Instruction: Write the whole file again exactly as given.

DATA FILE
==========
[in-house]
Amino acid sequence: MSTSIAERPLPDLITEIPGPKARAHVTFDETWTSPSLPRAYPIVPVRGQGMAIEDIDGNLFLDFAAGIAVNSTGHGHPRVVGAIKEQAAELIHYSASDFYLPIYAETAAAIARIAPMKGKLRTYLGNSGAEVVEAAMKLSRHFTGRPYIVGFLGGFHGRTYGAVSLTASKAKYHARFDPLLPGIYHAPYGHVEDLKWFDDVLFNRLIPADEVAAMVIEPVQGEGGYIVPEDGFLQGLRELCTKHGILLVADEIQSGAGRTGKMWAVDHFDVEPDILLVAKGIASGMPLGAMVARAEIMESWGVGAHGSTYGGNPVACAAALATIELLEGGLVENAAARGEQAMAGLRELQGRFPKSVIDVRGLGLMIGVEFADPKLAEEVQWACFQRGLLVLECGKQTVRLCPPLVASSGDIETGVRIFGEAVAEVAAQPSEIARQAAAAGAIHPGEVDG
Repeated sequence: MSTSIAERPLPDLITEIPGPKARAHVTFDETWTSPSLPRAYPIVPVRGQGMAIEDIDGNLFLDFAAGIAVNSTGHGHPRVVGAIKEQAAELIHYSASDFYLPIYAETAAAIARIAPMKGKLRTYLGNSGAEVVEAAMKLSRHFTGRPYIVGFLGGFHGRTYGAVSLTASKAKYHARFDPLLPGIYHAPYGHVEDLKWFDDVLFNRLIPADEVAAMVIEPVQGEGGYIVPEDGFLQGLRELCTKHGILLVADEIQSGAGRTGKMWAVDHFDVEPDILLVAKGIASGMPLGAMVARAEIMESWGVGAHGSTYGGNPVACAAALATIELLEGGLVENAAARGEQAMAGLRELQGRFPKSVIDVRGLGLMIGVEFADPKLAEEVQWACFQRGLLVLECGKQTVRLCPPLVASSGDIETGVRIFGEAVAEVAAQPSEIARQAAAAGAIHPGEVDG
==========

[in-house]
Amino acid sequence: MSTSIAERPLPDLITEIPGPKARAHVTFDETWTSPSLPRAYPIVPVRGQGMAIEDIDGNLFLDFAAGIAVNSTGHGHPRVVGAIKEQAAELIHYSASDFYLPIYAETAAAIARIAPMKGKLRTYLGNSGAEVVEAAMKLSRHFTGRPYIVGFLGGFHGRTYGAVSLTASKAKYHARFDPLLPGIYHAPYGHVEDLKWFDDVLFNRLIPADEVAAMVIEPVQGEGGYIVPEDGFLQGLRELCTKHGILLVADEIQSGAGRTGKMWAVDHFDVEPDILLVAKGIASGMPLGAMVARAEIMESWGVGAHGSTYGGNPVACAAALATIELLEGGLVENAAARGEQAMAGLRELQGRFPKSVIDVRGLGLMIGVEFADPKLAEEVQWACFQRGLLVLECGKQTVRLCPPLVASSGDIETGVRIFGEAVAEVAAQPSEIARQAAAAGAIHPGEVDG
Repeated sequence: MSTSIAERPLPDLITEIPGPKARAHVTFDETWTSPSLPRAYPIVPVRGQGMAIEDIDGNLFLDFAAGIAVNSTGHGHPRVVGAIKEQAAELIHYSASDFYLPIYAETAAAIARIAPMKGKLRTYLGNSGAEVVEAAMKLSRHFTGRPYIVGFLGGFHGRTYGAVSLTASKAKYHARFDPLLPGIYHAPYGHVEDLKWFDDVLFNRLIPADEVAAMVIEPVQGEGGYIVPEDGFLQGLRELCTKHGILLVADEIQSGAGRTGKMWAVDHFDVEPDILLVAKGIASGMPLGAMVARAEIMESWGVGAHGSTYGGNPVACAAALATIELLEGGLVENAAARGEQAMAGLRELQGRFPKSVIDVRGLGLMIGVEFADPKLAEEVQWACFQRGLLVLECGKQTVRLCPPLVASSGDIETGVRIFGEAVAEVAAQPSEIARQAAAAGAIHPGEVDG